Features » April 22, 2013
Can Manufacturing Be Reborn in the U.S.A.?
Maybe, but don’t look to ‘reshoring.’
'I wouldn’t say there’s a huge onslaught of manufacturing returning from offshore,' says Leo W. Gerard, international president of United Steelworkers, the nation’s largest manufacturing union. 'It now appears to be more of a constant trickle.'
During the last century, most Americans believed their Yankee ingenuity at making things would pave the road to mass prosperity. Then, in recent decades, American innovation switched focus from producing goods to placing wild financial bets, and if U.S. companies made things, they increasingly did it overseas. The result? The wealthiest 1 percent left everyone else eating dust on the side of the road. But now, economic strategists, President Barack Obama and the majority of Americans are reaching the same conclusion: We need to give new life to making things in the United States if we hope to regain a chance at broadly sharing the nation’s once-and-future wealth. In the president’s State of the Union address this year, he declared one of his second-term priorities to be “making America a magnet for new jobs and manufacturing.”
It’s a dream that resonates with the public. A 2012 survey commissioned by the business-labor group Alliance for American Manufacturing found that 67 percent of voters strongly supported a national strategy to revive manufacturing. Both Independents and Democrats surveyed ranked manufacturing as their top economic issue, putting their hopes in a sector that once formed the bedrock of the U.S. “middle class” by providing well-paying blue-collar jobs.
That bedrock shifted in the late 1990s and early 2000s, when American trade agreements, such as the establishment of Permanent Normal Trade Relations with China, opened the way for manufacturers to move production overseas. During the 2000s, the United States lost nearly one-third (roughly 5.7 million) of its factory jobs. Manufacturing employment dropped during the 2001 recession, continued to decline throughout the recovery and plummeted even further during the Great Recession of 2008.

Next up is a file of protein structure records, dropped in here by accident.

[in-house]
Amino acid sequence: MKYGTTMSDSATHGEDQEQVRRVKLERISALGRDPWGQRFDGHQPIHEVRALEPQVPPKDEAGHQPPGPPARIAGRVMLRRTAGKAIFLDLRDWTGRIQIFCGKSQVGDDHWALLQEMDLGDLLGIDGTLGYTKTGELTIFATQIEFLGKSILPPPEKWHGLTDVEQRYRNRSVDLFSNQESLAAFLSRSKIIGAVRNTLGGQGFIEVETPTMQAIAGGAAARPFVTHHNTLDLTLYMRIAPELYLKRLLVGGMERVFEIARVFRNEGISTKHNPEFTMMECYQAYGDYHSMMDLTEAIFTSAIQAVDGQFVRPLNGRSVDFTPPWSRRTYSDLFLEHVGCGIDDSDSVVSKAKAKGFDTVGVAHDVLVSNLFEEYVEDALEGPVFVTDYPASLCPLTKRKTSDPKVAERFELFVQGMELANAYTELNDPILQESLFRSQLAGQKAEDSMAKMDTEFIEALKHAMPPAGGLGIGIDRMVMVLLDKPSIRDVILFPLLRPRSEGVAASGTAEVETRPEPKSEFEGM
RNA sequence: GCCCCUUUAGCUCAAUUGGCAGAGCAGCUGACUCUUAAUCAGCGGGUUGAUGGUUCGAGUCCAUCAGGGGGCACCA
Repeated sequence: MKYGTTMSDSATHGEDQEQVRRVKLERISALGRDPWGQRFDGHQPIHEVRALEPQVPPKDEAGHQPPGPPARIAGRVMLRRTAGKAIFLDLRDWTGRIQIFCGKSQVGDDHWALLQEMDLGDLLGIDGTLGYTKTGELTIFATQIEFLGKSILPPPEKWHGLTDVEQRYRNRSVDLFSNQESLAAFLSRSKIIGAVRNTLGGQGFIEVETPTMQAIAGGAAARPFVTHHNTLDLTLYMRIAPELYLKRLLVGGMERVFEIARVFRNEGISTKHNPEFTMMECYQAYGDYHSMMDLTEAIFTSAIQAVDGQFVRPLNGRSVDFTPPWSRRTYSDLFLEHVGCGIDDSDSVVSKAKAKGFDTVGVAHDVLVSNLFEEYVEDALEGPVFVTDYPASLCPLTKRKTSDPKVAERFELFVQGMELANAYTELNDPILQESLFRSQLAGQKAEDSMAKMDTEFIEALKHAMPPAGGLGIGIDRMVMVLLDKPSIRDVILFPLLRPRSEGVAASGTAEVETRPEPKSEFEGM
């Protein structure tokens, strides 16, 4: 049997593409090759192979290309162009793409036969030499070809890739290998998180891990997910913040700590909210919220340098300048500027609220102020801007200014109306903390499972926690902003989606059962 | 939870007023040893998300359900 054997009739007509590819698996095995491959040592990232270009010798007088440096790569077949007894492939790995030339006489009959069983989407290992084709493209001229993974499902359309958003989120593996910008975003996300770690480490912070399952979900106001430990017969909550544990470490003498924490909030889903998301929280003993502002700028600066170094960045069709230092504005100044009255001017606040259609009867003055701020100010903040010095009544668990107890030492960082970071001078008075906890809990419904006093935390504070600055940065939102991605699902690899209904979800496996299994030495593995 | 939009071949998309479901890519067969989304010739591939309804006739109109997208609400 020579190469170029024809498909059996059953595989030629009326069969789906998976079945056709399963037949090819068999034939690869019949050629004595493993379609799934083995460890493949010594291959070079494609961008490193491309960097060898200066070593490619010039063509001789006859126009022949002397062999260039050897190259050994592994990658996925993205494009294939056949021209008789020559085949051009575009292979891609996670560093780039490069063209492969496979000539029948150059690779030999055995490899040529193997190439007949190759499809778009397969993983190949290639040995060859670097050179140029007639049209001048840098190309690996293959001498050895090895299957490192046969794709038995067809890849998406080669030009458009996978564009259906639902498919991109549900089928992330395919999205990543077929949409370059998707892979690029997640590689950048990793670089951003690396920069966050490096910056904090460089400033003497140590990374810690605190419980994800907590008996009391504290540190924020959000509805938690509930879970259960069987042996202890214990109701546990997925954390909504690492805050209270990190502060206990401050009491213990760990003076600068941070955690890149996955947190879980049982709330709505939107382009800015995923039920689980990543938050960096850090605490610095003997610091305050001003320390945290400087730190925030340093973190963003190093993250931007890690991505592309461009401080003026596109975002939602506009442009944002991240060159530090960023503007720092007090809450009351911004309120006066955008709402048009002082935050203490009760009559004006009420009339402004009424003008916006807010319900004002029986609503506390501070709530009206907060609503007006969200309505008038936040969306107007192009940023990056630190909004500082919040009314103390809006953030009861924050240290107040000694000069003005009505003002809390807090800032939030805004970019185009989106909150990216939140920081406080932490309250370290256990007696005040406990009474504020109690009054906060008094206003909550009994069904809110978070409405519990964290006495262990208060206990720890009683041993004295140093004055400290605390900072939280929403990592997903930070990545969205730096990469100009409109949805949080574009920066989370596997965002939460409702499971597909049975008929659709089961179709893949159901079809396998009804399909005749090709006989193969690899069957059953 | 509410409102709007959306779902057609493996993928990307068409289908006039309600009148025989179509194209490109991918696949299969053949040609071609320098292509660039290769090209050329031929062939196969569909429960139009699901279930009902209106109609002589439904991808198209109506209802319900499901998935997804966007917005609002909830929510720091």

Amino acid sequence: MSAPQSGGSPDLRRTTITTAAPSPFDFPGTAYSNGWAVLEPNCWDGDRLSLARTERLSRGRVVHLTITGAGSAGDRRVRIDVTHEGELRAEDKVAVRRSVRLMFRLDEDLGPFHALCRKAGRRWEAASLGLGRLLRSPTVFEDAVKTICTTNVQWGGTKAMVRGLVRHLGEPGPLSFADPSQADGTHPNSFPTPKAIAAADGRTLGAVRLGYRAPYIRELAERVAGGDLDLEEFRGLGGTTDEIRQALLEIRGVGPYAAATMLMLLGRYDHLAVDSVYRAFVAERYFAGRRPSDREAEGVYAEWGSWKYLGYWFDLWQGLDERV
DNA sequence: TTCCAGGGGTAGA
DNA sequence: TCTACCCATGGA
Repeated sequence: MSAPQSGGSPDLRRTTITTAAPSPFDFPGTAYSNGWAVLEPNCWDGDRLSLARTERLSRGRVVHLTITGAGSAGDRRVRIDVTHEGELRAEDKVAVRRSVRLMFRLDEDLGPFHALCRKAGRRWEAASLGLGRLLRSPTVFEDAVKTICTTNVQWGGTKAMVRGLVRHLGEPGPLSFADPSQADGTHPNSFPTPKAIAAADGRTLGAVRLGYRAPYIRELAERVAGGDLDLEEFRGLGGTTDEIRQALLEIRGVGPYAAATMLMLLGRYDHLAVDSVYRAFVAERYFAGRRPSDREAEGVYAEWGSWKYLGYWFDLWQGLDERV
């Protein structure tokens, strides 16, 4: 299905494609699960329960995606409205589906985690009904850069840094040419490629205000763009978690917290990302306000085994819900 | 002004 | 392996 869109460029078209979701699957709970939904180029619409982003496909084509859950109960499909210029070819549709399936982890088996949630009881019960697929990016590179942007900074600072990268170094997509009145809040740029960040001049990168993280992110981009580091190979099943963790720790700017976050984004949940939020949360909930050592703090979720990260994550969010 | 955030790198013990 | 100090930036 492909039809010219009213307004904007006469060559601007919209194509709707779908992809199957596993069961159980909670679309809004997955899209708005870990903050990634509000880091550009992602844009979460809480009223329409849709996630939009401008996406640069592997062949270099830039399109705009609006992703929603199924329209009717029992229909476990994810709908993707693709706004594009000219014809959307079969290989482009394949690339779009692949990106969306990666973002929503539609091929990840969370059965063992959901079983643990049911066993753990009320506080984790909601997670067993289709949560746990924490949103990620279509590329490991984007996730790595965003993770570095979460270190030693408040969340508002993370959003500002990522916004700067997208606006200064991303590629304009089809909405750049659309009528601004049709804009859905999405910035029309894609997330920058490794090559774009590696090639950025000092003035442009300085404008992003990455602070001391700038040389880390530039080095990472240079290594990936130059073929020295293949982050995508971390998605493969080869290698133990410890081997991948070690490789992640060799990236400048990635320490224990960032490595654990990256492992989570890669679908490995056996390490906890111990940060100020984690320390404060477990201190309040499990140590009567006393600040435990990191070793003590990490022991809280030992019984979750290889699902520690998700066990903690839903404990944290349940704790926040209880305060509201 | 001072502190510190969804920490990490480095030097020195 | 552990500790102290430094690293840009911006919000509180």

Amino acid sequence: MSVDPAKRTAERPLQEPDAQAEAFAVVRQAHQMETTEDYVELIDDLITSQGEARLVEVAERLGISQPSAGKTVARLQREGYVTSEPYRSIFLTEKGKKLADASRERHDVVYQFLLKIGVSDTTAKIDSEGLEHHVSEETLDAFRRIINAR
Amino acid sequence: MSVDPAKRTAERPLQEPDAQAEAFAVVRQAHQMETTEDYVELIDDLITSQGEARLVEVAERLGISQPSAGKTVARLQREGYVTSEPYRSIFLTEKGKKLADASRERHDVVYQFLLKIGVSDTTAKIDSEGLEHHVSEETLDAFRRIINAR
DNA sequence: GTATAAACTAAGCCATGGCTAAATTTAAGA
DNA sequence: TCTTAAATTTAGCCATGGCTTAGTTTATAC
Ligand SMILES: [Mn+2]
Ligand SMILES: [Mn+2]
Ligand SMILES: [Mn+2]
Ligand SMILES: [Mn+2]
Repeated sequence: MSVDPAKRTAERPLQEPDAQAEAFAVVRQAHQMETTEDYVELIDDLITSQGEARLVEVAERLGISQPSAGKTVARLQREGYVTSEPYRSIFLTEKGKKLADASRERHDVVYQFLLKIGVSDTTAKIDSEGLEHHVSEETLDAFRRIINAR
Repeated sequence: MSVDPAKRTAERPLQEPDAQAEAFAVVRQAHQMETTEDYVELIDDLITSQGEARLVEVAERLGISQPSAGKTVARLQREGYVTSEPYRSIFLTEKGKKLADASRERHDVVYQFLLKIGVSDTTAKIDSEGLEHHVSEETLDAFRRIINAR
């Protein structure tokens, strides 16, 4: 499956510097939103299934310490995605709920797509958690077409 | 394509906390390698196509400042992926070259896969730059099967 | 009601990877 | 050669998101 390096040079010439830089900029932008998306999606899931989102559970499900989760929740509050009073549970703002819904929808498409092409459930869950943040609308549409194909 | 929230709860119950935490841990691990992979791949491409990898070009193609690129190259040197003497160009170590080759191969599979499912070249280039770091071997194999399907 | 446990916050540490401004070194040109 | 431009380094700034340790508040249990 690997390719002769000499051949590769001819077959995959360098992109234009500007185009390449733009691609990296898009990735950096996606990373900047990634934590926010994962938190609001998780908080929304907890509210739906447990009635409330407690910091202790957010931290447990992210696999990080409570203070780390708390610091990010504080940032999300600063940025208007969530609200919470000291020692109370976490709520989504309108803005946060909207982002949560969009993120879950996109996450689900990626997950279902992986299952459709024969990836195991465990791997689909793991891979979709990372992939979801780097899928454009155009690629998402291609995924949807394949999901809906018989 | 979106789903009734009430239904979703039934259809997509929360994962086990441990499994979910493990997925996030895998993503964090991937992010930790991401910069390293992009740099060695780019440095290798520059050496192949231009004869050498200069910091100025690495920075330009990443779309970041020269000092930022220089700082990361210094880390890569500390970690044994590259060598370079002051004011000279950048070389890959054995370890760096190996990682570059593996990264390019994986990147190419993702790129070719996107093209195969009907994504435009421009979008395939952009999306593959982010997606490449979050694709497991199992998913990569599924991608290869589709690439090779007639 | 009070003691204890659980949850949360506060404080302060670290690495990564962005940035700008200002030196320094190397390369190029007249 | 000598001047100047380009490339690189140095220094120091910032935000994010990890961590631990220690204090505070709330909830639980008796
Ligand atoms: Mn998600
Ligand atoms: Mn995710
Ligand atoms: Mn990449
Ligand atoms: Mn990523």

But as the economy slowly recovers, the president and some analysts have highlighted signs of manufacturing returning from overseas to American factories—a trend variously dubbed “reshoring,” “inshoring” or “onshoring.”
Obama has taken every opportunity to hail the tally (now 500,000) of manufacturing jobs that have been created since the depths of the Great Recession in January 2010. Last year, he visited the Master Lock factory in Milwaukee to celebrate the return of 100 jobs from China. He has also lauded Ford for returning work from Mexico, Caterpillar for reshoring from Japan, and Apple for promising to build some Macs in the United States.
The media and analysts have chimed in. In December, The Atlantic published a glowing cover story about General Electric’s decision to reopen part of its Louisville, Ky., “Appliance Park” to manufacture products previously made in foreign factories. In a 2011 report, “Made in America, Again,” the Boston Consulting Group, which provides strategic advice to corporate managers, predicted that reshoring would lead to the creation of hundreds of thousands of manufacturing jobs by 2021, reducing unemployment by as much as 1.5 percent.
But how real is reshoring? And what kind of jobs is it bringing back? If manufacturing revives, what will it look like?
The tides of reshoring
In the short period since American multinationals departed en masse for China, the headwinds facing global manufacturers have changed significantly, says Scott Paul, president of the Alliance for American Manufacturing. China’s once-rock-bottom labor costs have risen as factory wages in coastal areas climb—due in part to a wave of worker insurgency—and the national currency slowly appreciates in value. The drawbacks of manufacturing in China, once overshadowed by low costs, are becoming more obvious: intellectual property theft, poor quality control, delays, the difficulties of both oversight and nimble adaptation from afar, separation of designers and engineers from the shop floor, rising shipping costs, official corruption, and a workforce that turns over rapidly.
Conversely, the United States offers several overlooked advantages. One is an edge in automation, robotics and other productivity tools that reduce direct labor expenses, undercutting the overseas advantage of cheap labor. Another is proximity to corporate headquarters—at least, for U.S. companies—and to the rest of the supply chain.
Hudson Precision Products, a family-owned, metal-machining shop in the Chicago suburb of Broadview that employs 87 workers, provides a study in miniature of the realities of offshoring and reshoring. The shop suffered in the 2000s as many longtime clients left to chase after ostensibly lower prices in China. “It left a bad taste in my mouth,” says Hudson’s president, Jim Wrenn. “A lot of the work we lost we thought we’d never get back.”